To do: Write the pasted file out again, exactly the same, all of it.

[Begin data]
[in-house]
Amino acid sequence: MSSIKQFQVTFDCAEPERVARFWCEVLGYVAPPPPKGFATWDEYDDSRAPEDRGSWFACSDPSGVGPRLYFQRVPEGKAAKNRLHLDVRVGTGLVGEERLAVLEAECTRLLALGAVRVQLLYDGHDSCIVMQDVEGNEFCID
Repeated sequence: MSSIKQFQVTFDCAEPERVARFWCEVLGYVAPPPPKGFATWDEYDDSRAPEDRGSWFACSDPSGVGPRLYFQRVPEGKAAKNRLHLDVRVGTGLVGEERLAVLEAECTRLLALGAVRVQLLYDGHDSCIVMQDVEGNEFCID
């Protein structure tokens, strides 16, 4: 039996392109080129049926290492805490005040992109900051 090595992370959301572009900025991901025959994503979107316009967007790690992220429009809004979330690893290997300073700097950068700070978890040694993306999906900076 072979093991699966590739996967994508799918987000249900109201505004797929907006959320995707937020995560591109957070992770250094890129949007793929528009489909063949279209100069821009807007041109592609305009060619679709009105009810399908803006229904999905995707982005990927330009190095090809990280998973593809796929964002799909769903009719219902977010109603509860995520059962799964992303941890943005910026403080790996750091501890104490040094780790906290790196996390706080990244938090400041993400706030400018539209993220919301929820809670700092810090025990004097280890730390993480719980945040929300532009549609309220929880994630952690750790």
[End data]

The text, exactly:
[in-house]
Amino acid sequence: MSSIKQFQVTFDCAEPERVARFWCEVLGYVAPPPPKGFATWDEYDDSRAPEDRGSWFACSDPSGVGPRLYFQRVPEGKAAKNRLHLDVRVGTGLVGEERLAVLEAECTRLLALGAVRVQLLYDGHDSCIVMQDVEGNEFCID
Repeated sequence: MSSIKQFQVTFDCAEPERVARFWCEVLGYVAPPPPKGFATWDEYDDSRAPEDRGSWFACSDPSGVGPRLYFQRVPEGKAAKNRLHLDVRVGTGLVGEERLAVLEAECTRLLALGAVRVQLLYDGHDSCIVMQDVEGNEFCID
């Protein structure tokens, strides 16, 4: 039996392109080129049926290492805490005040992109900051 090595992370959301572009900025991901025959994503979107316009967007790690992220429009809004979330690893290997300073700097950068700070978890040694993306999906900076 072979093991699966590739996967994508799918987000249900109201505004797929907006959320995707937020995560591109957070992770250094890129949007793929528009489909063949279209100069821009807007041109592609305009060619679709009105009810399908803006229904999905995707982005990927330009190095090809990280998973593809796929964002799909769903009719219902977010109603509860995520059962799964992303941890943005910026403080790996750091501890104490040094780790906290790196996390706080990244938090400041993400706030400018539209993220919301929820809670700092810090025990004097280890730390993480719980945040929300532009549609309220929880994630952690750790």